Back in medieval times every village had a large field where villagers would graze their animals.
Unfortunately, because the villagers could graze as many cattle as they wished, the village common was always overgrazed and hence, didn’t support many animals.
If the villagers had grazed less cattle then it would not have become overgrazed and would have supported more cattle long term.
The trouble was that when the individual exploited the resource he reaped the benefit whilst the village tribe shared the cost.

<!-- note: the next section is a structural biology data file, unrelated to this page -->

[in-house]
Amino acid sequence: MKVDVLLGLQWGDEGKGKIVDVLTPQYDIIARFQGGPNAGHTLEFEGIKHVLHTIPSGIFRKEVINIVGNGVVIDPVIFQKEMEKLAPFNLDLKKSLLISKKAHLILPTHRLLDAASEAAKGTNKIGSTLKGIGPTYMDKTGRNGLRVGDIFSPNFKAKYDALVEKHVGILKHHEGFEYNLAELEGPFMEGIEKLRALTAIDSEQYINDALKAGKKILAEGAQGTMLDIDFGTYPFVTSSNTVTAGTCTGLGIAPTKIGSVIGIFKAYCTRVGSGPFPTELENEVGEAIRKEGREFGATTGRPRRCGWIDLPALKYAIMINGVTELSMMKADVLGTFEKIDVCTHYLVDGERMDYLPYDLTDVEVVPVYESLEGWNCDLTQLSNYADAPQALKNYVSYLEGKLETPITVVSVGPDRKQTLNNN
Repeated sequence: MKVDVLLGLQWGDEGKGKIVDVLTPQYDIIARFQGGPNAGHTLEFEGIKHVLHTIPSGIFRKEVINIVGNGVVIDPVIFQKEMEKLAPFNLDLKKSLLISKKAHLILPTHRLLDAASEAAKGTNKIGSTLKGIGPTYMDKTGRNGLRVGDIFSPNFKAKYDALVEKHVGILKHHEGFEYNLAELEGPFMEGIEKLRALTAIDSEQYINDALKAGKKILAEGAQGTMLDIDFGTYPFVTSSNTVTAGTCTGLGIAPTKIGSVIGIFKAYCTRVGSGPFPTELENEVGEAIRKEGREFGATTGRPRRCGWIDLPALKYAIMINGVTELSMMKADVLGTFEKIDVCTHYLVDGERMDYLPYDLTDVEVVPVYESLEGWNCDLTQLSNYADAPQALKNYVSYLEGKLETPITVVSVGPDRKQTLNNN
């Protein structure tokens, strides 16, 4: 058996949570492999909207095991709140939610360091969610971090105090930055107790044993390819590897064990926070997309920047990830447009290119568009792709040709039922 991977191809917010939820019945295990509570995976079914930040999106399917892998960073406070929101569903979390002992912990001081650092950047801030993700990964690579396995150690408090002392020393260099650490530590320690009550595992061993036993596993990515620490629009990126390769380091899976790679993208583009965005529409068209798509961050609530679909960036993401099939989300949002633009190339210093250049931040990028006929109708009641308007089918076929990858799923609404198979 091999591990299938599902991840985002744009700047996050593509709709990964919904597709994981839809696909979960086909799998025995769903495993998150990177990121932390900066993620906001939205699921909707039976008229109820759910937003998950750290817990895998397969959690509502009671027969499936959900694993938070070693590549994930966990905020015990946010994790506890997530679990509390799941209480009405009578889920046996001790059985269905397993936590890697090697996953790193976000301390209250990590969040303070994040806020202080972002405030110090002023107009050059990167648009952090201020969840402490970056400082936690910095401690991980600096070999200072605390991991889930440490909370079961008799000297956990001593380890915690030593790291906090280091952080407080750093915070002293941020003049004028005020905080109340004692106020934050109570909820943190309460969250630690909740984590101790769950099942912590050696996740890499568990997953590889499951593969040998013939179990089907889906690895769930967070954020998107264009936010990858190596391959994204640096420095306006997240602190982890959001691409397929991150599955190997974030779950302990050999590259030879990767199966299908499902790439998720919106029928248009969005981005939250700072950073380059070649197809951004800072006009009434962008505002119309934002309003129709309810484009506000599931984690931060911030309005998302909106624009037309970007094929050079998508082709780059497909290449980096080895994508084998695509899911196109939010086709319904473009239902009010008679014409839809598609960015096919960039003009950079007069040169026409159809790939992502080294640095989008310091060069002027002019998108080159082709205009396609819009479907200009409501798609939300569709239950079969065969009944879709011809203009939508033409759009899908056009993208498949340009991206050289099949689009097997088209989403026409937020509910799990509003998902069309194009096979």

As Drucker espoused about commerce “If one cannot increase the resource, one must increase its yield.”
Along these lines, financiers can always make more profit by taking more risk with other people’s money. Want even more profit? Find some way to take even more risk with client money.
Less regulation and compliance costs on advice will increase the supply of the resource (client money). This will go some way to relieve the temptation of vested interests to over leverage the assets.
Currently, like the selfish villager who abuses the common, the individual’s vested interests reap the benefit for risk whilst the British tribe pays the price.